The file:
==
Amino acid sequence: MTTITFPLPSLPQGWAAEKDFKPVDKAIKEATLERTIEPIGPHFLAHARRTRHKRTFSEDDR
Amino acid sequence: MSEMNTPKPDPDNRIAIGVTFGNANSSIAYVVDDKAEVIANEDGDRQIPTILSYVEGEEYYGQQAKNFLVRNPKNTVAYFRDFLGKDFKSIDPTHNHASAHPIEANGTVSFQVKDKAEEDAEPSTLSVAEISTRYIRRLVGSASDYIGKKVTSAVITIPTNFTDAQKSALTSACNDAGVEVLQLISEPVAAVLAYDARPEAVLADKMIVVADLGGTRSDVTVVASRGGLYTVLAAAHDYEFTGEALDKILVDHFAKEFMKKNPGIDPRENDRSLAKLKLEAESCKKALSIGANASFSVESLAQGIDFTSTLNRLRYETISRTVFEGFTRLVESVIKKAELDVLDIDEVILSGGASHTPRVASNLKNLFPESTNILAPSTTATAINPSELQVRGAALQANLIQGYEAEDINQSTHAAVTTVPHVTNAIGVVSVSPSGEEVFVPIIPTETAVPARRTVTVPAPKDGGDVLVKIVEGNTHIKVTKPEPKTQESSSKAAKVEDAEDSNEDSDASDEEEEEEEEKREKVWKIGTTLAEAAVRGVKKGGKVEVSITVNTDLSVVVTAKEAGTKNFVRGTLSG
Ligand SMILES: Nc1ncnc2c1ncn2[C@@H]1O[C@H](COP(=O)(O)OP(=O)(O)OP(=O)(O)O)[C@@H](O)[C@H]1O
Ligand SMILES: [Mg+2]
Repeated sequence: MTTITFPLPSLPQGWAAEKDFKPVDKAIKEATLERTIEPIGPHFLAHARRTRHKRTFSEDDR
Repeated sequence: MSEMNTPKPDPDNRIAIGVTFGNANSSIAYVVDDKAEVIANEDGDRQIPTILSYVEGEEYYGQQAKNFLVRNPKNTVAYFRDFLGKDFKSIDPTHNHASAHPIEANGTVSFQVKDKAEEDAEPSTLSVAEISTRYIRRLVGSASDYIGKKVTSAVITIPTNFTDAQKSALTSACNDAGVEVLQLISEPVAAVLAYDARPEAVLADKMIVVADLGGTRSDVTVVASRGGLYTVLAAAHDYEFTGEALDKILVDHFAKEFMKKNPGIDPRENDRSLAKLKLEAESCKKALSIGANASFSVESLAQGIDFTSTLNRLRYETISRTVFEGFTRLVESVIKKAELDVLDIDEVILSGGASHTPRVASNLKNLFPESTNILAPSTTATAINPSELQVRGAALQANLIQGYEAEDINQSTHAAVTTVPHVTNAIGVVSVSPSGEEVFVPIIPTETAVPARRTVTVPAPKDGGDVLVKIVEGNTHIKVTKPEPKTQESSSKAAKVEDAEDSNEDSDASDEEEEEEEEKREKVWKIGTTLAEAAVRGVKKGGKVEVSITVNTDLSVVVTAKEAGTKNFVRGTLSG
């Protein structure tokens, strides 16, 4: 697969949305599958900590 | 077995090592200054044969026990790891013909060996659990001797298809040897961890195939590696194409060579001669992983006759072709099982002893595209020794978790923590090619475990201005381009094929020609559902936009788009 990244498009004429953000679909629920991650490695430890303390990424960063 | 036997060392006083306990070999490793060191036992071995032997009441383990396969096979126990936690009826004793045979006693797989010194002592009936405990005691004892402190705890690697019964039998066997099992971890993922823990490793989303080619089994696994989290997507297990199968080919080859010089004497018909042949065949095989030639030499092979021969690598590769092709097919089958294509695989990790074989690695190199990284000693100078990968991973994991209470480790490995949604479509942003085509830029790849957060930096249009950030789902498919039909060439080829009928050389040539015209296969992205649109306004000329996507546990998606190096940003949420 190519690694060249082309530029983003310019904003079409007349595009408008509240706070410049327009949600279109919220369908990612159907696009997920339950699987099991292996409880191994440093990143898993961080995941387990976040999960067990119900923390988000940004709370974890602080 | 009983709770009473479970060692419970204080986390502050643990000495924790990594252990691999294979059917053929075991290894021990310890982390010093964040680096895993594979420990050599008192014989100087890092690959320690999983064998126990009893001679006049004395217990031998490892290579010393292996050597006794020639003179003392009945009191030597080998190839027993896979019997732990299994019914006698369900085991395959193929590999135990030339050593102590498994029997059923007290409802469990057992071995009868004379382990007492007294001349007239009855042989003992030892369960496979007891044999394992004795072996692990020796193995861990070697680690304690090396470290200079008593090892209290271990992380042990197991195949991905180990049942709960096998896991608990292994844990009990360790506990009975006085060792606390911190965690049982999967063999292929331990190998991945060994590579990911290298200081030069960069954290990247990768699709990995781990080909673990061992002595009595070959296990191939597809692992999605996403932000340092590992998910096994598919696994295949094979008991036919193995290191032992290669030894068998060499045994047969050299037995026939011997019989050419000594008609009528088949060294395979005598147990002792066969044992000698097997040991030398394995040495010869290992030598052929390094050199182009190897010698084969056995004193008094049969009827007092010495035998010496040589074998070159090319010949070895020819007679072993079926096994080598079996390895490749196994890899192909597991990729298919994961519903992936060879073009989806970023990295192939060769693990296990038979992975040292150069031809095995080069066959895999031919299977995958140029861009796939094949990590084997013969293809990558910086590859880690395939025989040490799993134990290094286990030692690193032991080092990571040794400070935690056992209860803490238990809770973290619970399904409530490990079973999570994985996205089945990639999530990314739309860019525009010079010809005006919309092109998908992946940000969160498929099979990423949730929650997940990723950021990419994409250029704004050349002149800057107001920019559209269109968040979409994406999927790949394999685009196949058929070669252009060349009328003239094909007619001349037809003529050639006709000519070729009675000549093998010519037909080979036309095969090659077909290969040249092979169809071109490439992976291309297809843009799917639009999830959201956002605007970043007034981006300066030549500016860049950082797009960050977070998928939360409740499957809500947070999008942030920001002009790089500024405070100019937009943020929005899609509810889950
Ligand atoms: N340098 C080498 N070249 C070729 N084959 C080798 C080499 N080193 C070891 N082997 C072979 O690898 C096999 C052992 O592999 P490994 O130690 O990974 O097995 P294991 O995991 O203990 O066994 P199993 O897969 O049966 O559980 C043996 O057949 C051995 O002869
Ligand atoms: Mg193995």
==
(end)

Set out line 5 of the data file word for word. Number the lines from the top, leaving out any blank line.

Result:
Repeated sequence: MTTITFPLPSLPQGWAAEKDFKPVDKAIKEATLERTIEPIGPHFLAHARRTRHKRTFSEDDR